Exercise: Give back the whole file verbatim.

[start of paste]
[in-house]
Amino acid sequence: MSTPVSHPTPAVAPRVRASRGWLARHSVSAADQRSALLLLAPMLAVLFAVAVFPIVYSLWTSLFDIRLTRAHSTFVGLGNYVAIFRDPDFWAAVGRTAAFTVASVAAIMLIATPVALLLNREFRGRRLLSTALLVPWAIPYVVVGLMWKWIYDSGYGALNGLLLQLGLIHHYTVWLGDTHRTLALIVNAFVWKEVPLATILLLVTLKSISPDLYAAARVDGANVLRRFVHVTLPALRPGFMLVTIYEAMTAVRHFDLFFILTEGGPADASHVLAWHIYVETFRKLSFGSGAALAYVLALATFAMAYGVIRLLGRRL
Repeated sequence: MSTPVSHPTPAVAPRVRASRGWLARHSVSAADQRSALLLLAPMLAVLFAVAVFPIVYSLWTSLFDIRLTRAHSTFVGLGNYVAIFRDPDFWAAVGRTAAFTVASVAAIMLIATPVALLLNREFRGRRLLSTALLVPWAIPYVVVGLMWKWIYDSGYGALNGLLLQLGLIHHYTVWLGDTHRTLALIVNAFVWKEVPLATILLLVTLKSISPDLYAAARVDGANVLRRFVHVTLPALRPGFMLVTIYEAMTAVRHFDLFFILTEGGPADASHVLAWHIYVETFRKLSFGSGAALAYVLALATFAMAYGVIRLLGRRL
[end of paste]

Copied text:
[in-house]
Amino acid sequence: MSTPVSHPTPAVAPRVRASRGWLARHSVSAADQRSALLLLAPMLAVLFAVAVFPIVYSLWTSLFDIRLTRAHSTFVGLGNYVAIFRDPDFWAAVGRTAAFTVASVAAIMLIATPVALLLNREFRGRRLLSTALLVPWAIPYVVVGLMWKWIYDSGYGALNGLLLQLGLIHHYTVWLGDTHRTLALIVNAFVWKEVPLATILLLVTLKSISPDLYAAARVDGANVLRRFVHVTLPALRPGFMLVTIYEAMTAVRHFDLFFILTEGGPADASHVLAWHIYVETFRKLSFGSGAALAYVLALATFAMAYGVIRLLGRRL
Repeated sequence: MSTPVSHPTPAVAPRVRASRGWLARHSVSAADQRSALLLLAPMLAVLFAVAVFPIVYSLWTSLFDIRLTRAHSTFVGLGNYVAIFRDPDFWAAVGRTAAFTVASVAAIMLIATPVALLLNREFRGRRLLSTALLVPWAIPYVVVGLMWKWIYDSGYGALNGLLLQLGLIHHYTVWLGDTHRTLALIVNAFVWKEVPLATILLLVTLKSISPDLYAAARVDGANVLRRFVHVTLPALRPGFMLVTIYEAMTAVRHFDLFFILTEGGPADASHVLAWHIYVETFRKLSFGSGAALAYVLALATFAMAYGVIRLLGRRL